declaring that Sections 756, 757, 770, 772, 773, 774 and 775 of the Judiciary Law of the State of New York are unconstitutional on their face, and permanently enjoining the operation of said statutes against plaintiffs and members of their class, namely, all persons who have been or are presently subject to civil contempt proceedings pursuant to the above sections of the Judiciary Law. . . .
Id. at 20a.
Appellants in this Court challenged the District Court's failure to abstain on Younger grounds, as well as its decision on the merits. We noted probable jurisdiction, 426 U.S. 946, and since we agree with appellants' first contention, we do not reach the merits of the constitutional dispute.8
Although raised by neither of the parties, we are first obliged to examine the standing of appellees, as a matter of the case or controversy requirement associated with Art. III, to seek injunctive relief in the District Court. North Carolina v. Rice, 404 U.S. 244 (1971); O'Shea v. Littleton, 414 U.S. 488, 493-498 (1974). At the time this lawsuit was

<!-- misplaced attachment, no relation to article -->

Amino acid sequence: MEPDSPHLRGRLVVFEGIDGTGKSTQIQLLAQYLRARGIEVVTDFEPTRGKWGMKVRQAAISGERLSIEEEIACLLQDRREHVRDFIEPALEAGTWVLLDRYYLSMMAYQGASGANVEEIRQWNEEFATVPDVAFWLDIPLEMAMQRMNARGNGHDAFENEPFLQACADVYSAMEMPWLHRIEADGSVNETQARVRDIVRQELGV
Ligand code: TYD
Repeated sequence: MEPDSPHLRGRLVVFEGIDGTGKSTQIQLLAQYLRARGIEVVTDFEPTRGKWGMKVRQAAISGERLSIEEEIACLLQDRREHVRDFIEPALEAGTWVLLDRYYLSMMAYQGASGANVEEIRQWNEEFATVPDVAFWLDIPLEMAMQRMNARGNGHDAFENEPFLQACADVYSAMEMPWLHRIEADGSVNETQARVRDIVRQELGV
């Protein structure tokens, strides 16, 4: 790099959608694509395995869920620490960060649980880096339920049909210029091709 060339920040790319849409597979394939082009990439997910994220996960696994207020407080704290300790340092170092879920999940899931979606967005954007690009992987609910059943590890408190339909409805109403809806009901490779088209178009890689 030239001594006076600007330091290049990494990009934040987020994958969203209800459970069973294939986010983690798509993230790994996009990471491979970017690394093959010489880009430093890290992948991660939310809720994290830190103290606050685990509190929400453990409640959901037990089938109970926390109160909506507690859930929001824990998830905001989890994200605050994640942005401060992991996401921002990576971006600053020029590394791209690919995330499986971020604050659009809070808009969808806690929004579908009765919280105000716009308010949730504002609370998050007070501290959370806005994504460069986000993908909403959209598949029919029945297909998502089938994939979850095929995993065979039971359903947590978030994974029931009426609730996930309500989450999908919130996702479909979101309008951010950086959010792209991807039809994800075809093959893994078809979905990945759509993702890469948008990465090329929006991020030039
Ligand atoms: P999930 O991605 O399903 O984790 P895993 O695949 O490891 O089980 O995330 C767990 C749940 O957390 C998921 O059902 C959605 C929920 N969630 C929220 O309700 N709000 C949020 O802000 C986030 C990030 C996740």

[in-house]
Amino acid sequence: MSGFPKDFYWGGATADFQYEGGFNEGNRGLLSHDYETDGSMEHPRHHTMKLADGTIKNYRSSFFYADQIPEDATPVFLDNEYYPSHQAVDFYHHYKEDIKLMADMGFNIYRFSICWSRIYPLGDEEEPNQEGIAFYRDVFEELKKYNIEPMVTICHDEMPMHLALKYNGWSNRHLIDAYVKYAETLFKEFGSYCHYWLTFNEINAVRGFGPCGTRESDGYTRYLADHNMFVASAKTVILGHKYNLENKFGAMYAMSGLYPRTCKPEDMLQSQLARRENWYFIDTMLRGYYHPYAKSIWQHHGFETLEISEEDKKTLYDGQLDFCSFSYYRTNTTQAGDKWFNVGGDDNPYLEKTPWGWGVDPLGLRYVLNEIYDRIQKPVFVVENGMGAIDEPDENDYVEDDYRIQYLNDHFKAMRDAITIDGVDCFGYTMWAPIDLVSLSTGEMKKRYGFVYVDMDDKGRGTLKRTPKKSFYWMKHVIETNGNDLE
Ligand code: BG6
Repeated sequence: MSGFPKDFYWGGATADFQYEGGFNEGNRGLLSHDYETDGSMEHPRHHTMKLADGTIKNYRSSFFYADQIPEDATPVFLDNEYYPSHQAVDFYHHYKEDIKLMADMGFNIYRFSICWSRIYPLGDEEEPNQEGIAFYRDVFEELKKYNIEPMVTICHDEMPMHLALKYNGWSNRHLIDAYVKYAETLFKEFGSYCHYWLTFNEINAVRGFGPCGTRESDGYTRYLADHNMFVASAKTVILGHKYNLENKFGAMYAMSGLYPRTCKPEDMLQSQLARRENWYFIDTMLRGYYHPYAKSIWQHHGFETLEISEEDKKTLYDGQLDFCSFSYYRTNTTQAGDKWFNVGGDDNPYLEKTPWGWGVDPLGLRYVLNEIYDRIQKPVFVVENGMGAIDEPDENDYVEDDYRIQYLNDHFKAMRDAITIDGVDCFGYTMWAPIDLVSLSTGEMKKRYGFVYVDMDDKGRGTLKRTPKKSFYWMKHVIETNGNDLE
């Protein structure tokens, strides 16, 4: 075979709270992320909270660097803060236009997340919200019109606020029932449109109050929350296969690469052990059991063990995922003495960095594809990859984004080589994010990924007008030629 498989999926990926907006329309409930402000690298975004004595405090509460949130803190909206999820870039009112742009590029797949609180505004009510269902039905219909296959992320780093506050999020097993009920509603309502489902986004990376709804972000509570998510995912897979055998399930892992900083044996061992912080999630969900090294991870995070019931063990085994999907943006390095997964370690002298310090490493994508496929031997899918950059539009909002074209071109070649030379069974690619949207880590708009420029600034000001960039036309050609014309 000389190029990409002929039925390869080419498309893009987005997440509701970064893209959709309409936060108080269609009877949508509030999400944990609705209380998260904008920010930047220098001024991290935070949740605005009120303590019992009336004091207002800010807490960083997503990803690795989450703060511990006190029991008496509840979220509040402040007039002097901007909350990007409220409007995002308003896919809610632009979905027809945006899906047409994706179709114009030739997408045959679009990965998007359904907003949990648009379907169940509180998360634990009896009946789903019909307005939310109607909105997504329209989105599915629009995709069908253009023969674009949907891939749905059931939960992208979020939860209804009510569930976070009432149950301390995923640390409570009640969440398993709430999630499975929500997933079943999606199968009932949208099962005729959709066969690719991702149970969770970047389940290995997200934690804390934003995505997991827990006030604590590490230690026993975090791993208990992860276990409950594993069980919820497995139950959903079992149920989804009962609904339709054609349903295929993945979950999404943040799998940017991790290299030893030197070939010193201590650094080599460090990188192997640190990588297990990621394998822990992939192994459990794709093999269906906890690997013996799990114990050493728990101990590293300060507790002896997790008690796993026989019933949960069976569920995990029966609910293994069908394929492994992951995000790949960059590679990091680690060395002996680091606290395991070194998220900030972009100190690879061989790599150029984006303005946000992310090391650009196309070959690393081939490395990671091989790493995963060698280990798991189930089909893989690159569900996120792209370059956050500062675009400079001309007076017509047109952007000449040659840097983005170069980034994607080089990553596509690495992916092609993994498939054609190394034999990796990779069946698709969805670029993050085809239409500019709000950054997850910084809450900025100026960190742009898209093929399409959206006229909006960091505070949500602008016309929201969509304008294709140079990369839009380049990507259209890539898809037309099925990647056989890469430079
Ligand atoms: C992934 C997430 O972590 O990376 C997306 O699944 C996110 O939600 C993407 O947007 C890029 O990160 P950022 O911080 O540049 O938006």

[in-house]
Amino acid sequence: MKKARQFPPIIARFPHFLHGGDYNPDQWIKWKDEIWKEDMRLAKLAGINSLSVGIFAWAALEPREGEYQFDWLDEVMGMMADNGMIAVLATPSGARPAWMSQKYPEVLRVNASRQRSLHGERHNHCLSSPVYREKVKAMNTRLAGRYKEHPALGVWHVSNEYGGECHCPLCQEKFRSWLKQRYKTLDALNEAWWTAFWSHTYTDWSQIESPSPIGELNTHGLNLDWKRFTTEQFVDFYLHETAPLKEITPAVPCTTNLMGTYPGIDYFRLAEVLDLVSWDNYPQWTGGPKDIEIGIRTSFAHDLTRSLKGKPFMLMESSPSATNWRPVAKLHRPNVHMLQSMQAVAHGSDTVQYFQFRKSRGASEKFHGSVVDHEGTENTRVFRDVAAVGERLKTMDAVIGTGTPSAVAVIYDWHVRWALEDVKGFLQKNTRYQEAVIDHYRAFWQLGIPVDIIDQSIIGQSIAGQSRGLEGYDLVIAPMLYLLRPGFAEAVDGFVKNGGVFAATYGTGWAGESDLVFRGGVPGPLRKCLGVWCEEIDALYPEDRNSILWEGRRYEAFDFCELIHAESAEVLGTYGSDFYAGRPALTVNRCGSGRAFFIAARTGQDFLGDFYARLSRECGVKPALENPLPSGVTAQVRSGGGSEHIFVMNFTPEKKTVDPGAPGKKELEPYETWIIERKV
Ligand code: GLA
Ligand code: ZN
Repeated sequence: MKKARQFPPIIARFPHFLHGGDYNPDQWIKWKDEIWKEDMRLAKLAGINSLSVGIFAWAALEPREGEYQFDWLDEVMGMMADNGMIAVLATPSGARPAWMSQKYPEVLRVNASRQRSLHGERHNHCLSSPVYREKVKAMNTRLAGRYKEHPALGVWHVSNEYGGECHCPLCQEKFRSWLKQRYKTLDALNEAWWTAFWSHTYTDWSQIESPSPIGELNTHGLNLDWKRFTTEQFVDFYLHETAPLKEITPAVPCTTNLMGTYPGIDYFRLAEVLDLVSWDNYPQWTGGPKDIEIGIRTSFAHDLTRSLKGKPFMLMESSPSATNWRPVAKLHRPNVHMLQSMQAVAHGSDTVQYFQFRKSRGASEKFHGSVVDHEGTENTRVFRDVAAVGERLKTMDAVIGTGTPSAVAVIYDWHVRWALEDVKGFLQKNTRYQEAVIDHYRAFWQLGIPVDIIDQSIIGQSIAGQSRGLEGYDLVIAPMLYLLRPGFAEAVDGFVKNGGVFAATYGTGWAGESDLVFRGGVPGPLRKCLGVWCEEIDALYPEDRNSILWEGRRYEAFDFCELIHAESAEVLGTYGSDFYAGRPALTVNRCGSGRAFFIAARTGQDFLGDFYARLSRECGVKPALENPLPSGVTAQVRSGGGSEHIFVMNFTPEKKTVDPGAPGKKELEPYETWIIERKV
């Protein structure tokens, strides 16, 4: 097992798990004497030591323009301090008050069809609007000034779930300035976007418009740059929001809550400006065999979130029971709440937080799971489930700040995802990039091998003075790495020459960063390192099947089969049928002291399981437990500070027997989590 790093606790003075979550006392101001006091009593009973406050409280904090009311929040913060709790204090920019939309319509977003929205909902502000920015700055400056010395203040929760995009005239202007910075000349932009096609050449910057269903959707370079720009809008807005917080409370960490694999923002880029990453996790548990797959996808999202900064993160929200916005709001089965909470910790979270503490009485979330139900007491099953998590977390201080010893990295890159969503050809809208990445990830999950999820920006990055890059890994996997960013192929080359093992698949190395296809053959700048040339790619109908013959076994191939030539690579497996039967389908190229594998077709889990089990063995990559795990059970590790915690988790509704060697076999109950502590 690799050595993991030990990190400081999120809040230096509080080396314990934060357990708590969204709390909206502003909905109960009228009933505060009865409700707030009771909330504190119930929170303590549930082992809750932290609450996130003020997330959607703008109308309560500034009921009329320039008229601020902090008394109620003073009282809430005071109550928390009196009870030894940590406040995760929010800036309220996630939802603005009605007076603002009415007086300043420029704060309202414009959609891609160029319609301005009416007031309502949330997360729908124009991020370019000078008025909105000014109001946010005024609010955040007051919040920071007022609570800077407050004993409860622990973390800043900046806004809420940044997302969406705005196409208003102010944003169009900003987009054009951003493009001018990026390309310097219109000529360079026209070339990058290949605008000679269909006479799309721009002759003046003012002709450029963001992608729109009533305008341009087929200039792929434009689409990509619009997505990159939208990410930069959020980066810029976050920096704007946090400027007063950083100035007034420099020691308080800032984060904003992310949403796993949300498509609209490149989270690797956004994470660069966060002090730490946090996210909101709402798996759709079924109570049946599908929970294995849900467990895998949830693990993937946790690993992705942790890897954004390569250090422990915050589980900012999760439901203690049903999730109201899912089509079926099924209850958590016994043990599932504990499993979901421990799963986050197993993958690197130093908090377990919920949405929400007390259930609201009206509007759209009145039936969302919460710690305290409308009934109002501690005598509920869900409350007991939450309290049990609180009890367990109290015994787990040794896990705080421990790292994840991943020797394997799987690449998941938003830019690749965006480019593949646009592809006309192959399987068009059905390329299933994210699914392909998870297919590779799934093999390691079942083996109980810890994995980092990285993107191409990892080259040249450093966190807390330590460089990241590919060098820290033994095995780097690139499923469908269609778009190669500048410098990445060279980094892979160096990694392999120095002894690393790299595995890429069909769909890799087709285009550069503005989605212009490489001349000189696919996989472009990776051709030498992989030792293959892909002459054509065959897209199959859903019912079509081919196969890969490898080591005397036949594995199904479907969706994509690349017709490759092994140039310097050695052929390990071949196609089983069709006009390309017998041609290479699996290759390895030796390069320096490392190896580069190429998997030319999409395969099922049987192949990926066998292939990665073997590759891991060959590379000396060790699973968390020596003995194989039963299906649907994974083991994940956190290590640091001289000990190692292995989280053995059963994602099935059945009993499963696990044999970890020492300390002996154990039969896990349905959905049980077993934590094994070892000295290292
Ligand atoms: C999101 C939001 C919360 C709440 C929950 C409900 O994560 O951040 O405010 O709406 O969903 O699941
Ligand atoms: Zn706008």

commenced, or the additional appellees added, the named appellees, except Patrick Ward and Joseph Rabasco, had already been imprisoned pursuant to the contempt order, and, again excepting Ward and Rabasco, had been released after payment of the court-imposed fine. Ward had not been imprisoned, but alleged that he was "in imminent danger of being imprisoned pursuant to the Order of Contempt. . . ." Complaint 155. A temporary restraining order, which has remained in effect throughout this lawsuit, was issued by the District Court, enjoining the State from incarcerating Ward pursuant to the contempt order. Rabasco similarly alleged the threat of imprisonment after the issuance by the state court of an order to show cause which he has not complied with. The District Court restrained further state proceedings against Rabasco.
All of the named appellees, except Ward and Rabasco, then, having been released from jail, no longer had a live controversy with appellants or other New York...